It was exactly 29 years ago, on June, 15, 1985, when a citizen of Lithuania Bruce Maygis forever made it into history of pictural art. Yet his accomplishment has a minus in front of it – he got notorious for vandalism not creativity: in Hermitage of Saint Petersburg the man threw sulfuric acid at Rembrandt’s Danae and cut it with a knife twice. Fortunately, they managed to save the canvas and today it is still exhibited in the gallery although now behind armored glass. Who, where and when spoiled masterpieces – next at OUTLOOK.
Most often vandals who defile high art call their acts political or any other kind of protest. This, by the way, was what the abovementioned Bronius Maygis declared. Among his most famous “followers” there is Uriel Landeros who in 2012 used a stencil and a spray to outrage Picassso’s painting “Woman in a Red Armchair”. A young man added a bull and a torero to the work, signing his art “Conquista”. After a while thank to joint efforts of Mexican and American police Laderos was arrested. Weird as it may sound, but as soon as he was given a chance to speak, he declared his love to Picasso.
Sadly, the Spanish master’s works “come in the way” of vandals more often than works of nearly any other painter. And while cases of “Woman in a Red Armchair” or “Guernica’s” insult in 1974 (a scrawl was left on it, too) can be called planed actions, the thing that happened to “the Dream” looks more like a malign fate. In 2006 its owner, gabling tycoon Steve Wynn, when showing the canvas to his friends, made a flounce and tore it. But that’s not all. Virtually several days before the force majeure, the unfortunate collector entered into a contract to sell the masterpiece against 139 million dollars. Ultimately, the deal was fulfilled only in March, 2013, after conclusion of restoration works. Now that we mentioned them, they didn’t affect the price negatively. Rather on the contrary – 155 million dollars were paid for “The Dream”.
While they managed to save the abovementioned Pablo’s work, his painting “Harlequin’s Head” fell off the edge of earth forever. It was destroyed as evidence together with creations of Matisse, Gauguin and Monet after a robbery of Rotterdam museum Kunstghal. When police tracked the thieves, mother of one of the suspects, Olga Dogaru, burned a suit case where her son and his accomplices kept stolen property. Unfortunately, only pigment and nails were left of great canvases. According to experts’ estimations, joint value of the paintings constituted 150-200 million dollars.
The most famous portrait of the world, Mona Lisa, also has its “scars”. In 1956 it was thrown a stone and sulfuric acid at. In 20-something years during an exhibition in Tokyo a woman who disapproved of the museum’s policy concerning disabled people, attempted at spraying paint at da Vinci’s work. After these attempts, Gioconda was placed behind a bullet-proof glass that, speaking of one, saved it in 2009 when a Russian woman who failed to obtain French citizenship, threw a ceramic cup at it. We hope that Mona Lisa will keep smiling despite everything.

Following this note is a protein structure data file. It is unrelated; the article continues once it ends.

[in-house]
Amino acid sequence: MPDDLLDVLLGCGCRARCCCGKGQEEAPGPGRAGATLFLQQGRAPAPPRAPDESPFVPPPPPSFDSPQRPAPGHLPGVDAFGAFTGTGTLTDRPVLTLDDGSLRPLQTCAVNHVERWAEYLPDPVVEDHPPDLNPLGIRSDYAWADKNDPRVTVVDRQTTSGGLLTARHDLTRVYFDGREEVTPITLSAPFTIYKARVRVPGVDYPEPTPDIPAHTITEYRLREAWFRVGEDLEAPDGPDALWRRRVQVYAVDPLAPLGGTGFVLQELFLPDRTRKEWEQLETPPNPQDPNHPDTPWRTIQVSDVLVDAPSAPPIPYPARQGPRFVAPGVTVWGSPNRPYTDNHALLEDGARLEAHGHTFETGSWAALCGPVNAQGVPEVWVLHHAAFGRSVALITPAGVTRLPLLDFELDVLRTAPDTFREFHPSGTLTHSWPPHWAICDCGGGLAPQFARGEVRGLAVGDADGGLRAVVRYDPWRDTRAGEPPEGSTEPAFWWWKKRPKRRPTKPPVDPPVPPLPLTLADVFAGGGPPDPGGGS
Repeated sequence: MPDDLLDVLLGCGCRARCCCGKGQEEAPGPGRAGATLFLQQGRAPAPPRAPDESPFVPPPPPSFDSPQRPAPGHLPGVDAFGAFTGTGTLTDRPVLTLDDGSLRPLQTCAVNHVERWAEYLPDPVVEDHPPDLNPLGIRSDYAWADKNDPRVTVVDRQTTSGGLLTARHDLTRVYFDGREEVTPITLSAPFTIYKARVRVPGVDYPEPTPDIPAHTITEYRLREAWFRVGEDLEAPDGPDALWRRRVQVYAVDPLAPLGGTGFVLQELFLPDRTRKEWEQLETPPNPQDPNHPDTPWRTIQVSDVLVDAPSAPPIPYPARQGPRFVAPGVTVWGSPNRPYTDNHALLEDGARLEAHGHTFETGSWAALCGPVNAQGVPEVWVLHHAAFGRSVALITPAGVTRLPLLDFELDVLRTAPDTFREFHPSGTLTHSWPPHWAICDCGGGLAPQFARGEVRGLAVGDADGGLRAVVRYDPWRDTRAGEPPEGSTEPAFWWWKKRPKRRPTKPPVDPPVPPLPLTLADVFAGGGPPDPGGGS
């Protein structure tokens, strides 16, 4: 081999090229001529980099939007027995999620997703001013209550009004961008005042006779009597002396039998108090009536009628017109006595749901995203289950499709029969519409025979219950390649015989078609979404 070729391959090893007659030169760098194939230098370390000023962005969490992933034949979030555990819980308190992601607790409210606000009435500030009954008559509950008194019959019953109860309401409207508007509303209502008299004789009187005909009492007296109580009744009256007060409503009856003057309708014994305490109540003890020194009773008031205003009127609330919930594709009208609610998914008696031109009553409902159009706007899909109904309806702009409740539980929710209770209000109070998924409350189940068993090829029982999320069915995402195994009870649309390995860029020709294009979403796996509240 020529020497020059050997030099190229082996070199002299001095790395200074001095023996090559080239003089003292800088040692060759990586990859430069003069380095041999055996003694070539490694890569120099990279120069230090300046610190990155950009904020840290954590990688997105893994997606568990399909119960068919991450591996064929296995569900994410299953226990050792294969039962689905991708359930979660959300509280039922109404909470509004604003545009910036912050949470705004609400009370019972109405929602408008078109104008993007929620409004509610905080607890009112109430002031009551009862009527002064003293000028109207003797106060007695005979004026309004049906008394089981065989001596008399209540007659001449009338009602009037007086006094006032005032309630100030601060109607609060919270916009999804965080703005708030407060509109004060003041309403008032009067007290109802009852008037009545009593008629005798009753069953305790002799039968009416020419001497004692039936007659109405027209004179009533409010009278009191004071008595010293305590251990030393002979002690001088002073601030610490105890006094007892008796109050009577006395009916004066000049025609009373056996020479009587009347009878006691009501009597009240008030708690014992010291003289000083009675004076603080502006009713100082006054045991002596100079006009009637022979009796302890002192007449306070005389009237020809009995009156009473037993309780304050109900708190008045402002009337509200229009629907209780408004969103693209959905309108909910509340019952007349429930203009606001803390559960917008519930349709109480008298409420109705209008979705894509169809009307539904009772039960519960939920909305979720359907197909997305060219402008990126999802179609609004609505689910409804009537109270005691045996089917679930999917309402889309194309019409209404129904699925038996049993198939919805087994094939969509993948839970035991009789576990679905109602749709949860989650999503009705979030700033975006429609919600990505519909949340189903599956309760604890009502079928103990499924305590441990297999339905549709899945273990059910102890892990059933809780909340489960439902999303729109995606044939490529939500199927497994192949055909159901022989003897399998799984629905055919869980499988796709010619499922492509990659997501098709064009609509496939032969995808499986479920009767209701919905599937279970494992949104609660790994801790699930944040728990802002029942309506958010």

Vandalism trend of the 21st century – great canvases are spoiled by other painters. It is surprising, because they of all people should know how very mean such actions are. But no – they even try to become famous this way. Take, for instance, a Pole Wlodzimierz Umaniec who two years ago defaced Mark Rothko’s painting “Black on Maroon” by writing on it “a potential piece of yellowism”. It is a term the wrecker and his companions use to call artistic movement they created that so far interests only them, police and psychiatrists.
However there are exceptions to “paintings-outrage” as well. Back to trend of a “painter spoils works of others” we can’t but mention Banksy. In 2013 the man of mystery bought against 50 dollars an unremarkable canvas with mountain scene to add a nazi on a bench to it. Such tuning instantly turned an ordinary painting into a lot titled “The Banality of the Banality of Evil” that was sold against 615 thousand dollars at auction. Money raised went to charity, by the way.
The word is, Guy de Maupassant hated Eiffel Tower. The famous writer believed that it was uglifying the face of Paris without benefiting the city. Nevertheless, he could be often seen in a cozy cafe on the top of the construction. In such cases the author of “Bel Ami” used to say that “it was the only way the damned tower dropped out of his sight…”
Traditional Japanese kabuki theatre has always been a mystery to the European mentality: only an expert on the culture of the Land of the Rising Sun can understand a play without guide’s tips. The word kabuki is sometimes translated as "the art of singing and dancing". Why not an operetta? The essence of performance is not confined to musical presentation only...
What most people know about flamenco, is that this dance is manifestation of neither love and affection, nor entertainment and revelry fun. Fiery expressive flamenco is reflection of suffering and pain of an individual within nation, always persecuted and deprived of home. The dance itself, which has become a global symbol of Spain, is not only its national heritage...
Every other person has considered having a tattoo, maybe not permanent but at least a temporary one. Absolutely painless application of drawings that can be altered in a couple of weeks is offered by Mehndi art – henna painting.